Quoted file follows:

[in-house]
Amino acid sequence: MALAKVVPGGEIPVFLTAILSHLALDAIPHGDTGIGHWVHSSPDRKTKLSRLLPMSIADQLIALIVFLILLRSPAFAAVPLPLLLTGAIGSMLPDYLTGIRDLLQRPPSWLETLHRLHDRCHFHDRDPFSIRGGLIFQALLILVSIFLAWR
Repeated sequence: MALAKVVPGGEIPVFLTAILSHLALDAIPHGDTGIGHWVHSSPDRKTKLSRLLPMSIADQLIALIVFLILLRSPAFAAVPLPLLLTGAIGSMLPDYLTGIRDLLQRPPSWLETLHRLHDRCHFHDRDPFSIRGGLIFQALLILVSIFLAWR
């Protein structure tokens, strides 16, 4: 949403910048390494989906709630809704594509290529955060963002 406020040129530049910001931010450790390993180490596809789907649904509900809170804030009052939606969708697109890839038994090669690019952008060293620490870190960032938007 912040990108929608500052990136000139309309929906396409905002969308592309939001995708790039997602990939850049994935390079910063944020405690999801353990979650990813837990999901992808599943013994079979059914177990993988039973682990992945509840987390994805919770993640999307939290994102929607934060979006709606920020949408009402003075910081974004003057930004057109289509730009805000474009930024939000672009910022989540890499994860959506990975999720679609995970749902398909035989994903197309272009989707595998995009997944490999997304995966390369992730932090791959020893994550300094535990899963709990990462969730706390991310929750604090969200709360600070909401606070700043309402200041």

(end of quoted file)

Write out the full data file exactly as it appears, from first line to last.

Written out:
[in-house]
Amino acid sequence: MALAKVVPGGEIPVFLTAILSHLALDAIPHGDTGIGHWVHSSPDRKTKLSRLLPMSIADQLIALIVFLILLRSPAFAAVPLPLLLTGAIGSMLPDYLTGIRDLLQRPPSWLETLHRLHDRCHFHDRDPFSIRGGLIFQALLILVSIFLAWR
Repeated sequence: MALAKVVPGGEIPVFLTAILSHLALDAIPHGDTGIGHWVHSSPDRKTKLSRLLPMSIADQLIALIVFLILLRSPAFAAVPLPLLLTGAIGSMLPDYLTGIRDLLQRPPSWLETLHRLHDRCHFHDRDPFSIRGGLIFQALLILVSIFLAWR
């Protein structure tokens, strides 16, 4: 949403910048390494989906709630809704594509290529955060963002 406020040129530049910001931010450790390993180490596809789907649904509900809170804030009052939606969708697109890839038994090669690019952008060293620490870190960032938007 912040990108929608500052990136000139309309929906396409905002969308592309939001995708790039997602990939850049994935390079910063944020405690999801353990979650990813837990999901992808599943013994079979059914177990993988039973682990992945509840987390994805919770993640999307939290994102929607934060979006709606920020949408009402003075910081974004003057930004057109289509730009805000474009930024939000672009910022989540890499994860959506990975999720679609995970749902398909035989994903197309272009989707595998995009997944490999997304995966390369992730932090791959020893994550300094535990899963709990990462969730706390991310929750604090969200709360600070909401606070700043309402200041």